That wasn't gonna hold me back. With the right technology, the right operation, you know, the right people, the right PT, the right everything. Then you can achieve more than you, really what you thought you can.
After Boston, a couple years ago, my knee locked up on me and I went down in Phoenix and had an MRI done. Some x-rays done. And they come back and said, okay, you're bone on bone. You're gonna need a knee replacement. And they said, well, if we do that, you're probably not gonna be able to run anymore. You're gonna have to take up golf. Well, I wasn't a golfer and, and I wasn't dead yet. So I'm like, okay, what else am I gonna do? I started searching around and, and found one of Dr. Stone's blogs on running after knee replacement. And I searched that out, searched out, and read all that kinda stuff. I started reading everything I could and reading everything I could. And then and then I was fortunate to have a consultation with Dr. Stone and he said, send me your x-rays and your MRIs. And I said, let me see what we can do.
He said, with the proper surgery technique and the proper PT afterwards, precise this and precise that starts the road for what we think you think you can accomplish. So I was sold, oh, that's why I came and it's been it's been the best thing yet. So I had my surgery and literally I had my crutches off in a week and, and I'm walking really good. And I'm walking the beaches in San Francisco and the knee was feeling good. And, and so, you know, he gave me the okay to start running on it at three months and there I was no stopping me.
Now. I gone through the surgery and about 30 days out, got my sutures out today and my knees feeling great. And so I'm looking forward to finishing up the physical therapy and then come back in a month. They'll do some checking. I'll come back in three months and I'll do a physical test there. And then if I if I'm ready, then after three months and I can start some training and I've got some pretty, pretty, pretty lofty goals. I loved trail racing with Xterra. And then I've got a a goal in September to do a hundred miler.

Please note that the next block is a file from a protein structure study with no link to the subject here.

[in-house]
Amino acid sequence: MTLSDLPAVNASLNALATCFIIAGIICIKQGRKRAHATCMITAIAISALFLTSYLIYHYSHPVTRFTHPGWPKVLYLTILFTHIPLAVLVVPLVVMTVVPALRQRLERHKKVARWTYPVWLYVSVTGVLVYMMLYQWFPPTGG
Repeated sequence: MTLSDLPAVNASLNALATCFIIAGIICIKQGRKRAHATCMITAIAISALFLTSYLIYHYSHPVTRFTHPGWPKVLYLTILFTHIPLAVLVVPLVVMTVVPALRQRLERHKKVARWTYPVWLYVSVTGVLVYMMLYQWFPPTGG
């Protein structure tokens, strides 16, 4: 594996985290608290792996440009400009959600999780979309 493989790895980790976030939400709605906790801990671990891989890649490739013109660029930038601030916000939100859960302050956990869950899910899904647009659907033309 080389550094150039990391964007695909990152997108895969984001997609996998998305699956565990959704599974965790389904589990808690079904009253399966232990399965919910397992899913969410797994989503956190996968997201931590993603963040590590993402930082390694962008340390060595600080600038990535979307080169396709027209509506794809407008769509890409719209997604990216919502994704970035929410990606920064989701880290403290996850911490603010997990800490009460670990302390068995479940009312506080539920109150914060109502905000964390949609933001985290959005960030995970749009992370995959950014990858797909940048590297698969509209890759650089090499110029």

My motivation was to continue on with what I wanted to do. And I think there's a lot of people out there that really no matter what, what you're doing, no matter what sports you're doing, if it inspires you to continue, then search all options before you decide you're not gonna do it anymore. And that's what I did. And I was so pleased that I found that you can accomplish a lot more than what you think you can, if your mind is correct. And, and your ambition is there and you're strong-willed. And so I would just suggest for some people to really just get excited about having it done no matter what part of your body you have to fix, but don't give up on your dream. I think sometimes life in general is, is, is we, we limit ourselves a lot of times. And then pretty soon we, we just become mediocre and, and our lives just become at a standstill of mediocrity. And I think we can rise above mediocrity. Others can do the same thing. So if there's anybody else out there that, that, that got a physical disability of some type, there's always something that could be done. You just have to search for the right tools and talk to the right people. And don't give up on your dreams. That's just you don't have to do that.
Lanny B. Profile
Aging does not have to inevitably come with a total knee replacement and a bag of golf clubs. Ultra runner Lanny Benson was disappointed that this was the only option presented to him and sought out a surgery that could keep him safely running.
Advancements in robotic joint replacement surgery and specialized physical therapy allow Dr. Stone and the StoneFit Rehab Team to help patients like Lanny preserve or resurrect their running careers. For Lanny, a partial knee replacement was all that was needed to repair the damage on the medial side of his right knee—not a total—thus preserving his healthy tissue and making for a more natural feeling knee.
The same determination that drove Lanny to search for a second opinion also pushed him to challenge himself to compete in the “Stage Coach 100,” a 100 mile-run from Flagstaff, AZ to the Grand Canyon. And at age 65, just 11 months after his surgery, Lanny ran for 56 miles without stopping before muddy conditions caused by heavy hail and rainfall finally brought his race to an end. What a truly remarkable accomplishment.
We feel so fortunate to work with tremendous personalities and athletes like Lanny, helping them to hold onto their passions and to age on their own terms.
If you would like to read the blog article referenced by Lanny, you may find Dr. Stone's Running After Knee Replacement post here.